Local youth reaches pinnacle of Boy Scouts


Eighteen-year-old Matthew Rennekamp stood proudly at attention as his mother, Heather Rennekamp, pinned a medal to his Boy Scout uniform.

That officially marked him as one of the few Scouts to earn the rank of Eagle Scout.

“I’m proud and a bit relieved that we’re finally able to do it,” Heather said of her son’s earning of rank.

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The ceremony recently was conducted at St. Ambrose Catholic Church in Seymour.

Matthew, who lives in Seymour, has four brothers and a sister, but Heather said Scouts didn’t appeal to them like it did to Matthew.

“They had other activities, but this was his,” Heather said of her son.

In the 109 history of Boys Scouts, 2.3 million young men have earned the Eagle Scout rank, according to the Boys Scouts of America.

While that may seem like a lot, that’s just 7 percent of all Boy Scouts who ever reach the pinnacle of Scouting.

“It’s a commitment, no different than getting A’s in academics or lettering in sports. They have to be committed to it,” said Jim Clark, who is an assistant scoutmaster with Troop 526 at St. Ambrose.

There are numerous actions that must be completed for a Scout to earn the rank of Eagle Scout.

First, the Scout must progress through the ranks, from tenderfoot to second class and first class and then star and life.

The Scout also must earn 21 merit badges, including first aid, citizenship in the community, citizenship in the nation, citizenship in the world, communications, environmental science, personal fitness, camping, family life, personal management, emergency preparedness or lifesaving and cycling, hiking or swimming.

Beyond the ranks and merit badges, the Eagle Scout candidate also must serve six months in a troop leadership position and take part in a scoutmaster conference and an Eagle Scout board of review.

Lastly, the Scout must “give leadership to a service project for any religious organization or any school or community,” according to the Boy Scouts of America website.

Matthew initially had several service project ideas, but none of them were viable for various reasons.

He didn’t give up, however, instead trying again and again to find a suitable service project until he settled on organizing a library system for the Freeman Army Airfield Museum, located at Freeman Field.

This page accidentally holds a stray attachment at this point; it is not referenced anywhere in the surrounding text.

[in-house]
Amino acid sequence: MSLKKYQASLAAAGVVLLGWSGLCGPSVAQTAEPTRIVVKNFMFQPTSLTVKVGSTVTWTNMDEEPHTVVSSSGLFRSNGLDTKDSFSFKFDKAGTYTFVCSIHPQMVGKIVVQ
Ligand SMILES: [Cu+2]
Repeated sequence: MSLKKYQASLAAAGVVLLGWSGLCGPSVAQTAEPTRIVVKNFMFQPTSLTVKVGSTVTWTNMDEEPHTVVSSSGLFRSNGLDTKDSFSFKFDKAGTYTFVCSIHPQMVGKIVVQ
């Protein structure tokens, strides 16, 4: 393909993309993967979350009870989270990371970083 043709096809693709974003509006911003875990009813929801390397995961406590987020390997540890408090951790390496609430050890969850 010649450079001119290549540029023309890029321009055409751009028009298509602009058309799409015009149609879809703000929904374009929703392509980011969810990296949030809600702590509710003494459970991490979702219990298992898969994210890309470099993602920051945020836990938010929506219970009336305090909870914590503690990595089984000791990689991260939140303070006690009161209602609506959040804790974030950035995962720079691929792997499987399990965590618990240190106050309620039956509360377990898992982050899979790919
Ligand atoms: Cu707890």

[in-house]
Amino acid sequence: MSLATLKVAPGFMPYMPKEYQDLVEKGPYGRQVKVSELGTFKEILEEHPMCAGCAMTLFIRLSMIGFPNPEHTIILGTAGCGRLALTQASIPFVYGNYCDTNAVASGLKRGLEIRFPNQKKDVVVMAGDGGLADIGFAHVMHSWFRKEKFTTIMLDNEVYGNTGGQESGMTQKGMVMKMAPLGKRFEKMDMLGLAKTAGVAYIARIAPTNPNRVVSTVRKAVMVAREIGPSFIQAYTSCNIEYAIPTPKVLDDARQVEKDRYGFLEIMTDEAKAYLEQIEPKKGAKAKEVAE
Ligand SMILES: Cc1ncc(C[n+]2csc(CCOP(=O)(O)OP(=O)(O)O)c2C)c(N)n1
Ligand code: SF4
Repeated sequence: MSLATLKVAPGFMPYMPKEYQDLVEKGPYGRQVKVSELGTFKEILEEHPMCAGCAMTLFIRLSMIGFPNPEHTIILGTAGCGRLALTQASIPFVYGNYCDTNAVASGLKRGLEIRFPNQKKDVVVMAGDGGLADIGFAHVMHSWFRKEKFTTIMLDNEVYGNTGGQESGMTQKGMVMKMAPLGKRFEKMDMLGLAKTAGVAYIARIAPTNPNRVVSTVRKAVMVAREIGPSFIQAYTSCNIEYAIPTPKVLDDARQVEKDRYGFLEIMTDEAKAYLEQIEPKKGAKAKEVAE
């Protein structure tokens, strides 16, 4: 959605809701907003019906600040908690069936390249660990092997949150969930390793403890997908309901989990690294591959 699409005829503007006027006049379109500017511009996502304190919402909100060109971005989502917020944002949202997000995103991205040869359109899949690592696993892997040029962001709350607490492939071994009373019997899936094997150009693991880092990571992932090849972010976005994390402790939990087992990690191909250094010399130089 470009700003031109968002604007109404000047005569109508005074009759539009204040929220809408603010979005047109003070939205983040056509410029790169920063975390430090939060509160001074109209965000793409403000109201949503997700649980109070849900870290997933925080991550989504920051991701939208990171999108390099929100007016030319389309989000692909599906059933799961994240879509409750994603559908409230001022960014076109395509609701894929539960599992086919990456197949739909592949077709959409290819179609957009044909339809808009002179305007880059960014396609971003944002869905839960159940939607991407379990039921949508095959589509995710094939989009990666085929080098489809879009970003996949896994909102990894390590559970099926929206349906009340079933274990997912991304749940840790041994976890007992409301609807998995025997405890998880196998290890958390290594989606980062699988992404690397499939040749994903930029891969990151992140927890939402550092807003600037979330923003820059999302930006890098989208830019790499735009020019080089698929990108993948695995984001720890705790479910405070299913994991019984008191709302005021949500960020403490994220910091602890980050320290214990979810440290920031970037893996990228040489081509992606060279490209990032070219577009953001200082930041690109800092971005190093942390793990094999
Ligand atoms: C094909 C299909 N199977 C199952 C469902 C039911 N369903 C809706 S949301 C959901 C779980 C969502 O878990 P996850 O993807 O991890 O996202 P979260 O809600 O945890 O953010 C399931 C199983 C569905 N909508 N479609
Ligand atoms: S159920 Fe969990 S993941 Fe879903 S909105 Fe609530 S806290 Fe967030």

“(Eagle Scout) Tim Molinari did the project for the Tuskegee Airmen, and that was in my mind when I was thinking of a project,” Matthew said.

“We took a backroom and shelves and we took it all into the project and made a library in the central room,” he said.

Matthew said the project involved installing record-keeping programs for the library, and then taking the time to enter all of the information for books and other items housed in the library.

The end system is a project that will allow visitors to the museum’s library to check out books and other items related to the history of the World War II-era airbase.

The museum has received many donated books and other items over the years, and Matthew catalogued everything.

Any duplicated items were donated to the Jackson County Public Library in Seymour, while others were sold, he said.

The project wound up being something that really helped the museum.

“We’re very proud of the achievement and the work he did for us,” said Bonnye Good, a local Cubmaster who also is involved with the museum.

Heather said she is proud of the journey that took her son from a Cub Scout with “more parental involvement” to a Boy Scout and letting him grow and “become more independent.”

Clark said the community service projects and everything else leading up to a Scout earning the Eagle Scout rank is focused on training them to be leaders and teaching them to adapt to new situations by drawing upon their Scouting experiences.

“What we are doing with Scouting is preparing these young men — and soon women — for college, corporate and academic life,” he said.

Some Eagle Scouts have been able to obtain lucrative jobs in leadership positions, not because they are Eagle Scouts, but because of the values instilled in them corresponding with the values that corporations are searching for in candidates.

“It’s these leadership, academic and life skills that set them ahead of peers,” Clark said.

In addition to Matthew receiving his pin, he also presented a pin to his mother and father, John Rennekamp, during the ceremony.

Eagle Scout Alex Sandlin also received a mentorship award for helping Rennekamp obtain the rank of Eagle Scout.

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